Politicians far and wide – federal, state and local, Democrats as well as Republicans – ignored the illegal immigration issue for as long as they could. Despite the fact that the voters of California, in 1994, approved overwhelmingly a ballot measure (Proposition 187) that sought to deny public benefits to illegal aliens, the politicians and the courts just didn’t seem to grasp the magnitude of public antipathy for illegal immigration. One would have thought that even if the courts found constitutional problems with 187, the politicians would have been sufficiently aroused by the passage of 187 to do something about the issue. But it was not to be.

In fact, instead of taking action to curtail illegal activity from Mexico or anyplace else, politicians and various public agencies did just the opposite. For example, the California Legislature enacted legislation to allow “undocumented students” (don’t you just love that term?) to pay in-state tuition while American citizens who are not residents of California are forced to pay nonresident fees. Not to be outdone, the Regents of the University of California voted 15-3 to approve a similar policy. I was one of those on the losing side of that vote. My thought at the time was that if students who have entered the country illegally are allowed to pay about $13,000 a year less than American residents, it might be financially prudent for a young person residing in Oregon, for example, to leave the country and reenter illegally in order to qualify for this gift from the American taxpayers.

Were it not for “talk radio,” the “Minutemen,” Colorado Congressman Tom Tancredo, and a host of outraged citizens largely in Arizona, the issue would still by lying dormant. But it is not. Because of a massive public outcry for action, illegal immigration has become the most volatile domestic issue of this decade, with the potential to affect profoundly the future of our nation.

In future columns, we will explore the many facets of illegal immigration: the “A” word – amnesty; Is America dependent on illegal immigration? And, is it true that illegal aliens perform jobs “that no American will do?” But, for now, the overriding question is, Why have the politicians been so anxious to ignore the phenomenon of illegal immigration? And, what are the prospects that a lasting solution will be fashioned to resolve this problem?

First, I am not optimistic about a meaningful long-term solution being developed by the President or Congress. The reason for my pessimism is that the motivation behind their involvement in this issue is almost totally political. To be candid, most of those involved in the negotiations view the challenge as one of controlling the political damage that might ensue if they were to fail to address the issue instead of genuinely resolving the matter. Illegal immigration has become a complex and nuanced issue, the solution to which requires a genuine commitment to controlling our borders, dealing realistically with those who have lived in our nation – even if illegally – for a long period, and reassuring the American people that what they regard as “American culture” will not be destroyed by illegal immigrants. I am not convinced that the President or Congress have that commitment.

Where’s the Action?

This leads to the question: Why have the politicians become so reluctant to confront this matter? We would do well to remember that George W. Bush has been consistently soft on illegal immigration. Bush always points with pride to his friendship with Mexican President Vicente Fox – and there is certainly nothing wrong with that, provided that he does not allow his friendship to cloud his perspective about this issue. I fear that it has. Bush opposed Proposition 187 and distanced himself from Pete Wilson, often making the claim that measures such as 187 were damaging to Republicans and were misguided.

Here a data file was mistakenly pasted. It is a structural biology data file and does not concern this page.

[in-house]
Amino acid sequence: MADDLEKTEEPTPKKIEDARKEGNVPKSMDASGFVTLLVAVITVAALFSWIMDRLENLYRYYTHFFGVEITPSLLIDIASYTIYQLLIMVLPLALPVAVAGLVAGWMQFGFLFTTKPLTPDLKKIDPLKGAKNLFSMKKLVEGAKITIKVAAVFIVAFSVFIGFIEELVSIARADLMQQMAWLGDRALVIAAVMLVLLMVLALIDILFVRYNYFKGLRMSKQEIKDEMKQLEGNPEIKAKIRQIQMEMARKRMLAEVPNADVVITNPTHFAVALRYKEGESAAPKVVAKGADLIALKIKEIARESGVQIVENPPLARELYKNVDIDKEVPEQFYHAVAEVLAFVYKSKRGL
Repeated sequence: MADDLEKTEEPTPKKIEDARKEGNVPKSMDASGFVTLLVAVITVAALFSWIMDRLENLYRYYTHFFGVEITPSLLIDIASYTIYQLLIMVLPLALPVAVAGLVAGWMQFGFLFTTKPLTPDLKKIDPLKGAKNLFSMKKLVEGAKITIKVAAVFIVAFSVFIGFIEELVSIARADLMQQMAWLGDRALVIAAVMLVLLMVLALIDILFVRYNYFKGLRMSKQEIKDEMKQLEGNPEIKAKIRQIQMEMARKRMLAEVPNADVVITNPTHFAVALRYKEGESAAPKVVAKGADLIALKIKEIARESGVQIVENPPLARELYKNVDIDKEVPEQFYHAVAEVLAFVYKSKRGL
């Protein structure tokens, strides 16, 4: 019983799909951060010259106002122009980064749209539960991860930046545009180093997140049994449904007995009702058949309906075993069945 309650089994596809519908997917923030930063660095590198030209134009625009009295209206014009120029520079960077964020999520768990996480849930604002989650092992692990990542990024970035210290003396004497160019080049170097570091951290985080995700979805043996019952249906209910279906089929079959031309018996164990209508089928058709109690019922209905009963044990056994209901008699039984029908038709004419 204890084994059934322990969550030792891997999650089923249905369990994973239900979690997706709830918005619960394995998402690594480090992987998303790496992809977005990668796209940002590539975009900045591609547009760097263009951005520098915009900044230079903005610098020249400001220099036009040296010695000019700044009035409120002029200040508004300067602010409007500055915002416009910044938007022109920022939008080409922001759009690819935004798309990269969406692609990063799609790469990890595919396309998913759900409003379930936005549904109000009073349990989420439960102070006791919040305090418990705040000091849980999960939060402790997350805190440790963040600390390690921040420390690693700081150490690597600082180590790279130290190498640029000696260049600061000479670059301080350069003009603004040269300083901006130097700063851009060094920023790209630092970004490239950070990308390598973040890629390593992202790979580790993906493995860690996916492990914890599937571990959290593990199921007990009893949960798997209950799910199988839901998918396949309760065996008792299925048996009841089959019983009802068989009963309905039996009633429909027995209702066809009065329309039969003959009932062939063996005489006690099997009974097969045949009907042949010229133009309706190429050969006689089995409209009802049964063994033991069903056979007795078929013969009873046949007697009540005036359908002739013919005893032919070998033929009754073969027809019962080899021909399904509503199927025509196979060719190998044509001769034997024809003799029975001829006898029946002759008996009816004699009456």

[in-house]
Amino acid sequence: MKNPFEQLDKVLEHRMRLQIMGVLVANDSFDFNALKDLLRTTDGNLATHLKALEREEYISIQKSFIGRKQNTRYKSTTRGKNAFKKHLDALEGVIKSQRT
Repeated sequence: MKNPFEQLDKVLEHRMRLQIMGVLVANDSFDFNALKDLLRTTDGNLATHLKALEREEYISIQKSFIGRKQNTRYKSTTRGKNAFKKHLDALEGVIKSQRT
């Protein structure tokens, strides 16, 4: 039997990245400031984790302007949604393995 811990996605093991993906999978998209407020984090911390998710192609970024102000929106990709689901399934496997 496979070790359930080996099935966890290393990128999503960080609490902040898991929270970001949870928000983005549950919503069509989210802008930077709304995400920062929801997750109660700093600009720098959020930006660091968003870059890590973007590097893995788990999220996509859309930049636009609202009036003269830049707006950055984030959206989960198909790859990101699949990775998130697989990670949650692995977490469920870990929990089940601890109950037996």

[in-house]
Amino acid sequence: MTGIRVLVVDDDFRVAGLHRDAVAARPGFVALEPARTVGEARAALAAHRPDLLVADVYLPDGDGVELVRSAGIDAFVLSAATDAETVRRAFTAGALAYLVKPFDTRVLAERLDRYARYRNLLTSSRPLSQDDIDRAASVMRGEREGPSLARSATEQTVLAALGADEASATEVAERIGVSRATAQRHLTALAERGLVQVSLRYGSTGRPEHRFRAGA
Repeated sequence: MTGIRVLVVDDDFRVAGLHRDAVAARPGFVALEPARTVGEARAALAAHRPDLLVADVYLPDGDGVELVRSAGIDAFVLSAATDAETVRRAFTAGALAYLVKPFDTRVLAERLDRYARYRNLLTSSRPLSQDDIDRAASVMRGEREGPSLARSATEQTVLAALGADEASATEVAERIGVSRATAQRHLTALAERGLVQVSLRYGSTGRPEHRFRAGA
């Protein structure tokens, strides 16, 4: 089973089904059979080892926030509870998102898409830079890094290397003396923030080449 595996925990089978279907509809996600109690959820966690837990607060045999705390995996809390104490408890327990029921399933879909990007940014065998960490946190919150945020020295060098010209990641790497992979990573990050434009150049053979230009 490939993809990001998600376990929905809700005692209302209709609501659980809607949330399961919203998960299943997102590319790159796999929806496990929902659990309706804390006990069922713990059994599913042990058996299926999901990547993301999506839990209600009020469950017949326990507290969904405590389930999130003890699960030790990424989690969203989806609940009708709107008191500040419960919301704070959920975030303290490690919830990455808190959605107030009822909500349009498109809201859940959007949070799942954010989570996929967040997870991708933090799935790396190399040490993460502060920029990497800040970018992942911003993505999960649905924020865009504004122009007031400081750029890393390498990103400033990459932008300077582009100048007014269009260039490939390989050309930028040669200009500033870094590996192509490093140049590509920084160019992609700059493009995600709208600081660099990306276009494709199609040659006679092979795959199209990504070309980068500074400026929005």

Even now, as President of the United States, and no longer governor of Texas, Bush portrays illegal aliens as mere “human beings” in search of a better life for their families, doing jobs that Americans won’t do. Bush only rarely seems to acknowledge that the “rule of law” is being violated by illegal immigration; he states without question the claim that illegals are essentially indispensable to the American economy; and he offers securing the border only as a trade-off for a guest worker program and providing illegals with a path to “earn citizenship.”

In Congress, while a handful of Republican members in the House have fought consistently for tough border controls, they have been (and probably still are) in the minority. It is highly doubtful that a majority of members in the House and Senate are sufficiently committed to resolving this dilemma. There are two underlying reasons for their lack of resolve. First, the Republican Party finds itself in what it considers a “damned if it does and damned if it doesn’t” circumstance. If it doesn’t solve this problem, its political base might be eroded. On the other hand, if it does get tough about illegal immigration, there is the fear that the GOP – as the party that controls the Congress – will alienate itself from the growing Latino vote and consign itself to a long-term future of hostility between itself and Latinos, especially those of Mexican descent. Thus, the commitment to solve the problem is extremely squishy.

Of equal influence in the illegal immigration equation is the expressed need for low-skilled workers on the part of employers, particularly in the agriculture, construction and hospitality industries. These industries have become hooked on illegals and engage in vigorous lobbying to ensure that their supply of illegals remains intact.

In view of these factors, it would be highly imprudent for anyone to hold his breath waiting for the politicians to provide the American people with a lasting solution to the problem of illegal immigration.